Our vision is to be the go-to resource for design for other teams across the WordPress open sourceOpen SourceOpen Source denotes software for which the original source code is made freely available and may be redistributed and modified. Open Source **must be** delivered via a licensing model, see GPL. project.
Discussion: Higher contrast form fields and buttons
There are a handful of interrelated TracTracTrac is the place where contributors create issues for bugs or feature requests much like GitHub.https://core.trac.wordpress.org/. tickets slated for WordPress 5.3 that together have a noticeable visual impact on the UIUIUI is an acronym for User Interface - the layout of the page the user interacts with. Think ‘how are they doing that’ and less about what they are doing.. It can be difficult to follow and give feedback on so many tickets in Trac, so I’d like to take a moment to review and discuss them together in this thread. Read on for an overview of the updates, and try the demo in the Design Experiments pluginPluginA plugin is a piece of software containing a group of functions that can be added to a WordPress website. They can extend functionality or add new features to your WordPress websites. WordPress plugins are written in the PHP programming language and integrate seamlessly with WordPress. These can be free in the WordPress.org Plugin Directory https://wordpress.org/plugins/ or can be cost-based plugin from a third-party.
These are two long-standing issues that were raised in the WPCampus accessibility report. Both address the same issue: form field borders in WP-Admin lack proper contrast. The generally agreed-upon fix in these threads is to adopt GutenbergGutenbergThe Gutenberg project is the new Editor Interface for WordPress. The editor improves the process and experience of creating new content, making writing rich content much simpler. It uses ‘blocks’ to add richness rather than shortcodes, custom HTML etc. https://wordpress.org/gutenberg/’s darker treatment for form field borders.
This accomplishes two great things: It makes form fields throughout WP-Admin more accessible, and it brings greater alignment between UI in Gutenberg and the rest of WP-Admin. 🎉
WP-Admin is full of low-contrast UI elements like those original borders, so this also has the side effect of shifting the visual hierarchy around a bit. More on that below.
This Trac ticket explores new button styles throughout WP-Admin. This is also a long-standing issue. The thread has the full details, but here’s a quick summary: The focus states for buttons in all of WP-Admin are relatively subtle, and should be made more noticeable. In the process of addressing that, the scope broadened a bit, and @joen proposed a slight adjustment of button styles.
Adopting these styles would address a number of related button accessibilityAccessibilityAccessibility (commonly shortened to a11y) refers to the design of products, devices, services, or environments for people with disabilities. The concept of accessible design ensures both “direct access” (i.e. unassisted) and “indirect access” meaning compatibility with a person’s assistive technology (for example, computer screen readers). (https://en.wikipedia.org/wiki/Accessibility) issues. In addition, it gives us a chance to ensure buttons have equal weight with the darker form field borders.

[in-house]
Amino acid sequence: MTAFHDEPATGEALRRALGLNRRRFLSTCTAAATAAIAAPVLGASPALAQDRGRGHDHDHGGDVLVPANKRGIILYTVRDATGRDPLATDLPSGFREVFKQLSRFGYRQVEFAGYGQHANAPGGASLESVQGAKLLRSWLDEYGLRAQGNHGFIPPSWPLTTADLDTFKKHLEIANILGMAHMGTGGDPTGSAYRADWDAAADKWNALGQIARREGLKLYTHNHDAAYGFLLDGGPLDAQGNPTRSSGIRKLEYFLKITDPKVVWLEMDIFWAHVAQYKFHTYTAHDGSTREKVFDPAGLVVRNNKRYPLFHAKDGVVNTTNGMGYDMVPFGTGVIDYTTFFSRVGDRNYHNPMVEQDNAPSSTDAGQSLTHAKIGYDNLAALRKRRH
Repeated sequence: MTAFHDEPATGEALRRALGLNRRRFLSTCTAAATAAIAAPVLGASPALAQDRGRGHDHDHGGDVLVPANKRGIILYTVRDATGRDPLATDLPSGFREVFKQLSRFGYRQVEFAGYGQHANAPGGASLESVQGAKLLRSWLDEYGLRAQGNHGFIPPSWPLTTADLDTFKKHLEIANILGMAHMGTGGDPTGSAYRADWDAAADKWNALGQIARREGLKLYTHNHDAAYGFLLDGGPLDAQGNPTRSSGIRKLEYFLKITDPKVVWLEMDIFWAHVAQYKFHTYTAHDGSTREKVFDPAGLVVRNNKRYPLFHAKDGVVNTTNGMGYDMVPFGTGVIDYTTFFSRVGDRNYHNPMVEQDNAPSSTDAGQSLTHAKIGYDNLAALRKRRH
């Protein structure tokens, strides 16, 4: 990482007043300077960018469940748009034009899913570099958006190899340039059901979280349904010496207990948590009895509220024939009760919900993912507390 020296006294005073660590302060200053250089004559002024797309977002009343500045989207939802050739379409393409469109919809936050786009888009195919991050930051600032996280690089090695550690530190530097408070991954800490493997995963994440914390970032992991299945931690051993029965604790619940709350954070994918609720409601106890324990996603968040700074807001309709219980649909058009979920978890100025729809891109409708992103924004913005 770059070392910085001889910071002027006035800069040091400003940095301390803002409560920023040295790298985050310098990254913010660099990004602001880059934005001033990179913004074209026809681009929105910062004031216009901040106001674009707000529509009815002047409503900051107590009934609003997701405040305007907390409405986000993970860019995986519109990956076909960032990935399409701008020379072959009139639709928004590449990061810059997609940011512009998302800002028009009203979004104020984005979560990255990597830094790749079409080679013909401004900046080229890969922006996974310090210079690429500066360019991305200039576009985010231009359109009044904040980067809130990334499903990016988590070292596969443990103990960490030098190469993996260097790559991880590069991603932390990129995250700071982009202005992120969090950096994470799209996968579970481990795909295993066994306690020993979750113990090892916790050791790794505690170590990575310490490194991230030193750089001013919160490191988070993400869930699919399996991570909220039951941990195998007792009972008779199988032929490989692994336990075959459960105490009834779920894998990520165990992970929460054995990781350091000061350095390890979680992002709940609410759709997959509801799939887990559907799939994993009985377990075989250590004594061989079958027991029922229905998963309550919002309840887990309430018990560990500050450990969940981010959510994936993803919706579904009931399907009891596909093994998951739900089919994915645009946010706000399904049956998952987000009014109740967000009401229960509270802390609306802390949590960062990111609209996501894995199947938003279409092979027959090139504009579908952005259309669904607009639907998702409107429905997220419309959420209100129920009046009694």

In the first example above, the button is slightly more prominent visually than the form field. In the second example, that hierarchy is flipped due to the prominence of the dark field border. The third mockup evens that back out again by adopting the new, higher-contrast secondary button style.
Reviewing these changes holistically
Since these changes will have very visible changes throughout the UI, I think it’s very important to ensure we’re thinking about them all together.
It can be difficult to review multiple patches at once, so I’ve pushed both of these changes up into the Design Experiments plugin for easy review. To test, just download that plugin, visit Settings > Design Experiments, and activate the “Darker Field Borders and New Buttons” experiment. That should turn your WP-Admin interface from something like this:
… into this:
In addition to the form updates, the experiment introduces darker borders for all box/card/notice/table elements to create visual balance. The reasoning behind this change is explained in more depth on Trac.
Increasing the contrast for these elements is a necessary (and relatively easy!) win for WordPress, but I’d love for more designers to review and provide feedback on these issues holistically. Buttons and form fields make up a good deal of the UI in WordPress, so even subtle changes can have unintended effects.
Your feedback is needed
Please install the Design Experiments plugin, take these changes for a spin, and provide feedback here by Wednesday, September 11th. Once the design team has a group consensus on these updates, we can make any additional changes in the Trac tickets and push these live in 5.3. 🎉
Specifically, it would be excellent to gather more thoughts around the following questions:
Does the interface feel balanced and natural with these changes?
Are there any areas that will require special care or adjustment to offset the higher-contrast UI?
Are these buttons styles stronger than what we have today?